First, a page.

readlines() reads all the lines and returns a list of strings where each string is a line of data.

Excel Files (".xls", ".xlsx", ".xlsm", ".xlsb", ".odf")

Pandas is really the perfect tool for working with excel files in Python. What we get in Excel is a data frame and since Pandas is the king of data frames, it’s just perfect.

So just import pandas and then read_excel module can be used as below:

This method makes opening a file handle for excel files redundant in most cases since it directly reads from file name into the data frame.

import pandas as pd

f = "test.xlsx"
df = pd.read_excel(f)

0 you know
1 you know how it is
2 this is how

You can also specify the sheet name when you’re dealing with multiple worksheets.

import pandas as pd

f = "test.xlsx"
df = pd.read_excel(f, sheet_name="Sheet2")

0 Jessica
1 Keahni
2 Rebecca
3 Sharon
4 John

Text Files (Read, readline, readlines)






[“YES\n”, “NO”]

Json Files (json.load and json.loads)

Reading Json comes with numerous ways. They may seem redundant but actually it’s a sophisticated system in Python. Let’s take a look:

read(), readline(), readlines(): This general way of reading will return a string object.

json.load(): Loads a file as dictionary directly from the file object.

json.loads: Loads a file as dictionary from string. (“s” in loads stands for Load String)

file = open(f,"r")
a =
{"a": 666, "1": 222, "3": 444}
<class 'str'>
file = open(f,"r")
{"a": 666, "1": 222, "3": 444}
<class 'dict'>

Here we are loading the opened file directly to Python dictionary.

file = open(f,"r")
data =
{"a": 666, "1": 222, "3": 444}
<class 'dict'>

Here we are reading the opened file first as json.loads needs a string to load from into Python dictionary.

CSV Files (pandas read_csv and csv.reader)

     city  order
0 brussels 55
1 tokyo 105
2 almati 70
3 moscow 150
4 london 162

Besides .csv files are not that different than structured text files, somewhat similar to json. So, you can also directly read them in Python:

f = r"C://Users/ABC/Desktop/test.csv"
file = open(f, "r")
data =

And then there is the standard csv library that’s very useful as well:

import csv
f = r"C://Users/ABC/Desktop/test.csv"

file open(f, 'r')
data = csv.reader(file, delimiter=' ')
<_csv.reader object at 0x000001CF4E38F198>

csv.reader returns an iterable csv object so you’ll actually need an extra step to construct data from it:

import csv
f = r"C://Users/ABC/Desktop/test.csv"

file open(f, 'r')
data = csv.reader(file, delimiter=' ')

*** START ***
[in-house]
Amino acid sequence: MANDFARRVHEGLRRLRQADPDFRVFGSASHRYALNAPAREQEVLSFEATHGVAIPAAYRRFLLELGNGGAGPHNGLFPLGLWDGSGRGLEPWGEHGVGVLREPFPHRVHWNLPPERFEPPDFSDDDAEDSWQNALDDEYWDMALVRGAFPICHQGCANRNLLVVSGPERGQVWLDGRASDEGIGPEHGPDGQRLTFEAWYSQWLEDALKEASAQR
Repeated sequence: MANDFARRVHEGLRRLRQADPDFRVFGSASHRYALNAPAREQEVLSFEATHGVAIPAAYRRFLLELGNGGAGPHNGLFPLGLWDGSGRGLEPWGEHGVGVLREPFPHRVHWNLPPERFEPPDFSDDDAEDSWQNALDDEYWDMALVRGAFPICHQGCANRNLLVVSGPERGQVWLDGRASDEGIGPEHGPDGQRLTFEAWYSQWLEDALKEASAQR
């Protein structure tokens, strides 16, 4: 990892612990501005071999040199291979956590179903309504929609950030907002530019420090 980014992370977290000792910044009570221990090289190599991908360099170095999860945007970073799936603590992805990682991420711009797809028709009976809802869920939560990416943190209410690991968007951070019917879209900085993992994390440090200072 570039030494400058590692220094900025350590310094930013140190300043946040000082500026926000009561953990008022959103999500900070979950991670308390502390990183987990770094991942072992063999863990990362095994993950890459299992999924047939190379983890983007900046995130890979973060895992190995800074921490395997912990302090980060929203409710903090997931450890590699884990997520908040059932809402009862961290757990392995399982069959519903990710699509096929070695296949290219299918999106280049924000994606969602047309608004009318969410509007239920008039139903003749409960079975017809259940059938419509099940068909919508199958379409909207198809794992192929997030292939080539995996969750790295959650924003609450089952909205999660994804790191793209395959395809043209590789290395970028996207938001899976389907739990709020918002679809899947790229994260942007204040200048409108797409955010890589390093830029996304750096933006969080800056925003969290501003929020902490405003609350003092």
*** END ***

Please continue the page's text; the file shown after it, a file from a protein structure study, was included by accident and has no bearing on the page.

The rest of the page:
for i in data:

Writing to files in Python

There are multiple sophisticated ways to save Plotly Animations. This tutorial demonstrates some of those practical solutions:

Excel Files (ExcelWriter and to_excel)

When it comes to Excel, the most intuitive way to deal with it is probably Data Frames. In the end Excel itself is a Data Frame system.

So Pandas Data Frames can be used to handle Excel operations and in this case write to Excel.

  • First, we need to create a Pandas DataFrame (obviously don’t forget to import pandas library before that)
  • Second, we can create a writer object to write to Excel.
  • Third, we use the writer object to actually write to Excel
  • Fourth and finally, we can save the writer object which will save the file.

Attention though, if you work with an existing file this method will completely rewrite it causing existing data to vanish. (This is because file mode in ExcelWriter class automatically defaults to “w”. More on this below. )

import pandas as pd

df = pd.DataFrame({'city': ['London', 'Aarhus', 'Oslo', 'Rotterdam'],
     'sun': ["no", "no", "no", "no"],
     'trips': ["Kenya", "Tanzania", "Spain", "Bahamas"]})

writer = pd.ExcelWriter('Desktop/test4.xlsx')
df.to_excel(writer, "Plans")

You’ll end up with an Excel file showing below with a Worksheet named “Plans“:

        city sun     trips
0 London no Kenya
1 Aarhus no Tanzania
2 Oslo no Spain
3 Rotterdam no Bahamas

This method can be used to handle writing all data to Excel. If you have a single cell data, well, that’s a data frame too with dimensions of 1×1. If you only have a column that’s a data frame too with dimensions of, say, 20×1.